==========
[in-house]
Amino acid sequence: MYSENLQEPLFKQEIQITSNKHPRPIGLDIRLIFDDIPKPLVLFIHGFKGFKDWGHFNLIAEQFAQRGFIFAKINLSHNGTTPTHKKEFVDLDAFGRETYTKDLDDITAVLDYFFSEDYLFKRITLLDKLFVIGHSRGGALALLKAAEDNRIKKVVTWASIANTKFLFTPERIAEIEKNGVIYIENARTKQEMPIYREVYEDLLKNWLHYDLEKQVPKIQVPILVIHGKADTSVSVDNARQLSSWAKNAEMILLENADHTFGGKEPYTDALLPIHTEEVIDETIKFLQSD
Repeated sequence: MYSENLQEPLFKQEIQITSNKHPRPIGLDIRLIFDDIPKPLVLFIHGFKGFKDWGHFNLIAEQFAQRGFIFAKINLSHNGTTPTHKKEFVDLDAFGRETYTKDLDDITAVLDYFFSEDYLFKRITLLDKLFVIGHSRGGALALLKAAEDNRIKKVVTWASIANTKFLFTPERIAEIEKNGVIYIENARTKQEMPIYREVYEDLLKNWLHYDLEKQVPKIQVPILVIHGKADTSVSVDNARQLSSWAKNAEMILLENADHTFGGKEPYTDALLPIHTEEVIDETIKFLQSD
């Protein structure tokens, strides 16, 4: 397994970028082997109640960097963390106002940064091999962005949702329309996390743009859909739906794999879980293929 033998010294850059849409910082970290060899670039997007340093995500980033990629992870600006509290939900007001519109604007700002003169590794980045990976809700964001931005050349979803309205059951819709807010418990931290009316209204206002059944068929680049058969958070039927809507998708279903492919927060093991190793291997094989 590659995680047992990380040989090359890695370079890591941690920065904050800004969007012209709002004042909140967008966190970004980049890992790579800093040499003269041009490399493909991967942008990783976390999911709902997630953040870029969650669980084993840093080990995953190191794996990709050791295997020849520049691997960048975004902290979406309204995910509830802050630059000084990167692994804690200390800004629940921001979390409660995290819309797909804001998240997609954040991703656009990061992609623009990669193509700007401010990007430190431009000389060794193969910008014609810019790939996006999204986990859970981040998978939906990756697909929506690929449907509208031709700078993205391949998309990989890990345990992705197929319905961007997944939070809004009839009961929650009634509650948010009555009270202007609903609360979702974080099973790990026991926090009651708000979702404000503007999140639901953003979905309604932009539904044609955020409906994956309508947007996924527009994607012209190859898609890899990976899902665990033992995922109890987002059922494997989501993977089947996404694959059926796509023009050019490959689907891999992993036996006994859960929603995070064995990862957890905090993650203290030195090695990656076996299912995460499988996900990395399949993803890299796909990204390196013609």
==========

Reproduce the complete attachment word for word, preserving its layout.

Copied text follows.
[in-house]
Amino acid sequence: MYSENLQEPLFKQEIQITSNKHPRPIGLDIRLIFDDIPKPLVLFIHGFKGFKDWGHFNLIAEQFAQRGFIFAKINLSHNGTTPTHKKEFVDLDAFGRETYTKDLDDITAVLDYFFSEDYLFKRITLLDKLFVIGHSRGGALALLKAAEDNRIKKVVTWASIANTKFLFTPERIAEIEKNGVIYIENARTKQEMPIYREVYEDLLKNWLHYDLEKQVPKIQVPILVIHGKADTSVSVDNARQLSSWAKNAEMILLENADHTFGGKEPYTDALLPIHTEEVIDETIKFLQSD
Repeated sequence: MYSENLQEPLFKQEIQITSNKHPRPIGLDIRLIFDDIPKPLVLFIHGFKGFKDWGHFNLIAEQFAQRGFIFAKINLSHNGTTPTHKKEFVDLDAFGRETYTKDLDDITAVLDYFFSEDYLFKRITLLDKLFVIGHSRGGALALLKAAEDNRIKKVVTWASIANTKFLFTPERIAEIEKNGVIYIENARTKQEMPIYREVYEDLLKNWLHYDLEKQVPKIQVPILVIHGKADTSVSVDNARQLSSWAKNAEMILLENADHTFGGKEPYTDALLPIHTEEVIDETIKFLQSD
């Protein structure tokens, strides 16, 4: 397994970028082997109640960097963390106002940064091999962005949702329309996390743009859909739906794999879980293929 033998010294850059849409910082970290060899670039997007340093995500980033990629992870600006509290939900007001519109604007700002003169590794980045990976809700964001931005050349979803309205059951819709807010418990931290009316209204206002059944068929680049058969958070039927809507998708279903492919927060093991190793291997094989 590659995680047992990380040989090359890695370079890591941690920065904050800004969007012209709002004042909140967008966190970004980049890992790579800093040499003269041009490399493909991967942008990783976390999911709902997630953040870029969650669980084993840093080990995953190191794996990709050791295997020849520049691997960048975004902290979406309204995910509830802050630059000084990167692994804690200390800004629940921001979390409660995290819309797909804001998240997609954040991703656009990061992609623009990669193509700007401010990007430190431009000389060794193969910008014609810019790939996006999204986990859970981040998978939906990756697909929506690929449907509208031709700078993205391949998309990989890990345990992705197929319905961007997944939070809004009839009961929650009634509650948010009555009270202007609903609360979702974080099973790990026991926090009651708000979702404000503007999140639901953003979905309604932009539904044609955020409906994956309508947007996924527009994607012209190859898609890899990976899902665990033992995922109890987002059922494997989501993977089947996404694959059926796509023009050019490959689907891999992993036996006994859960929603995070064995990862957890905090993650203290030195090695990656076996299912995460499988996900990395399949993803890299796909990204390196013609």